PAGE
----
Clinics and Departments

Laboratory Services

Lab Dept:

Urine/Stool

Test Name:

MONOCLONAL PROTEIN STUDY, URINE

General Information

Lab Order Codes:

IMU

Synonyms:

Bence Jones Urine; Heavy Chains Urine; Immunoelectrophoresis, Urine; Immunofixation, Urine; Kappa Chains Urine; Lamba Chains Urine; Light Chains Urine; Paraprotein; Special Protein Studies, Urine

CPT Codes:

84156 – Protein, total, except by refractometry; urine
84166 – Protein; electrophoretic fractionation and quantitation, other fluids with concentration (eg, urine, CSF)
86335 – Immunofixation electrophoresis; other fluids with concentration (eg, urine, CSF)

Test Includes:

Total urine protein, reported in mg/24 hours. Electrophoresis, protein. If the protein concentration is abnormal, the following fractions, if present will be reported as a per cent of the total protein: alpha-1 globulin, alpha-2 globulin, beta-globulin, gamma-globulin.

Logistics

Test Indications:

This test is useful for detection of a monoclonal light chain in the urine of patients (Bence Jones proteinuria). It is also useful in patients with or suspected to have multiple myeloma, macroglobulinemia, amyloidosis, monoclonal gammopathies or related disorders.

Lab Testing Sections:

Urine/Stool - Sendouts

Referred to:

Mayo Medical Laboratories (MML Test #8823)

Phone Numbers:

Minneapolis:

Saint Paul:

 

612-813-6280

651-220-6550

Test Availability:

Daily, 24 hours

Turnaround Time:

1 - 3 days

Test set ups:
Protein, total urine: Daily
Protein electrophoresis: Monday through Saturday
Immunofixation: Monday through Saturday

Special Instructions:

Submit an entire 24-hour urine collection or 1 mL minimum from a random urine collection. No preservative. Refrigerate specimen during and after collection.

Note: Starting and ending times of collection are required for a timed urine collection and must be documented electronically or on the proper request form.

A 24 hour specimen is recommended but a random specimen will be tested, if received. This procedure is seldom indicated in patients <30 years of age. If serum M-protein type is known (for monoclonal protein), please indicate on request form

Specimen

Specimen Type:

Urine, timed collection

Container:

Plastic leakproof container (No preservative). Urine GUARD® collection container is preferred for a timed urine sample.

Draw Volume:

Submit an entire 24-hour urine collection

Processed Volume:

50 mL (Minimum: 25 mL) from a well mixed 24 hour urine collection
For random specimens: 1 mL urine minimum.

Collection:

For timed urine collections, empty the bladder, discard the voided sample, and note the start time. Collect all urine voided for the specified time period. At the end of the period, note the finishing time, add the last voided sample to the container by emptying the bladder. Bring the refrigerated container to the lab. Make sure all specimens submitted to the laboratory are properly labeled with the patient’s name, medical record number and date of birth.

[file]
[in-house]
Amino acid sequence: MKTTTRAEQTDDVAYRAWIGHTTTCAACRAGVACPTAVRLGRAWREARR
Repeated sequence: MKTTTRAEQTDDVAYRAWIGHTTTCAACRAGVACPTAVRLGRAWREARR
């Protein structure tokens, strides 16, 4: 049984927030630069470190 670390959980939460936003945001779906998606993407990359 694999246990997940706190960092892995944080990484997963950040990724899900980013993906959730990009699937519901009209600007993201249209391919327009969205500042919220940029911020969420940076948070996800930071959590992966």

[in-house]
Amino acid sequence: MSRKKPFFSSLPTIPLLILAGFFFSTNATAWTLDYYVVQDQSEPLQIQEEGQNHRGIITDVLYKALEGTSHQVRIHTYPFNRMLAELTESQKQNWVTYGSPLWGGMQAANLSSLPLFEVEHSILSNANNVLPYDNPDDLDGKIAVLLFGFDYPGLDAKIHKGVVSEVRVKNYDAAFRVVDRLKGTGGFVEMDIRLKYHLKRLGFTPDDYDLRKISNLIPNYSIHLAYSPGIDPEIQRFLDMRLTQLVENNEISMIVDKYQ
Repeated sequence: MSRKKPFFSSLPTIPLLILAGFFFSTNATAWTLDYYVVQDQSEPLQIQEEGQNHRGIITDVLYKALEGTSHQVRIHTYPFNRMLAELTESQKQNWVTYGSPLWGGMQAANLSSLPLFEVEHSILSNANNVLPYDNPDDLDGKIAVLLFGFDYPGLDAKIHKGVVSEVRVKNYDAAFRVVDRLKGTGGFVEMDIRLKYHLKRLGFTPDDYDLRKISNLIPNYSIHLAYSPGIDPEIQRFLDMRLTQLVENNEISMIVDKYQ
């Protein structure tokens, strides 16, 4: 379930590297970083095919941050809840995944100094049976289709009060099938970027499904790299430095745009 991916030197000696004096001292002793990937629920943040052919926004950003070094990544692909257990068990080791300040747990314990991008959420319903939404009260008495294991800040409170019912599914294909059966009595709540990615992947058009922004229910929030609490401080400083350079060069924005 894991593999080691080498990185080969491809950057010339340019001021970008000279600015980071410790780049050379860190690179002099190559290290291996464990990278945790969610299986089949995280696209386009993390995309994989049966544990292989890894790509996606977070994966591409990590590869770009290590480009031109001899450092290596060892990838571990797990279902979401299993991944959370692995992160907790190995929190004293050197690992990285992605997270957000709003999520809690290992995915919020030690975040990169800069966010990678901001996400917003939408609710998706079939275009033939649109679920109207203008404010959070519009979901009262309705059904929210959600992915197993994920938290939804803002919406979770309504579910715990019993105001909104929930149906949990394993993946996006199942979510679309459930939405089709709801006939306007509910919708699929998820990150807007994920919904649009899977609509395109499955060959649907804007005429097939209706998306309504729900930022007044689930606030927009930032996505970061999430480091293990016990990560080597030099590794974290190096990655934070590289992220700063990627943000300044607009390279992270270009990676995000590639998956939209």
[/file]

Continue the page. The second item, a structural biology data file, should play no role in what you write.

Special Processing:

Lab staff: Measure total urine volume. Take off 50 mL (Minimum: 25 mL) aliquot urine among one 60 mL urine tube and one 13 mL urine tube or Mayo Supply T465 (6 mL tube); keep refrigerated. Patient's age and 24-hour volume are required on request form for processing. Keep specimen refrigerated. Forward promptly.

Patient Preparation:

None

Sample Rejection:

Specimens other than urine, mislabeled specimens

Interpretive

Reference Range:

Protein, Total, Urine

>or =18 yrs

<102 mg/24 hours*

Reference values have not been established for patients that are less than 18 years of age.

Electrophoresis, Urine

If protein concentration is abnormal, the following fractions, if present, will be reported as a percent of total protein.

Albumin

Alpha-1-globulin

Alpha-2-globulin

Beta-globulin

Gamma-globulin

*Reference value applies to a 24 hour collection. Specimens collected for periods other than 24 hours will be reported in concentration units.

Critical Values:

N/A

Limitations:

Monoclonal gammopathies are rarely seen in patients <30 years of age. Hemolysis may cause a discrete band on protein electrophoresis, which will be negative on immunofixation. Penicillin may split the albumin band. Radiographic agents may produce an uninterpretable pattern.

Methodology:

Dye Binding (Pyrogallol Red), Agarose Gel Electrophoresis, Immunofixation

References:

Mayo Medical Laboratories Web Page May 2011

Updates:

5/24/2011: Reference range update.



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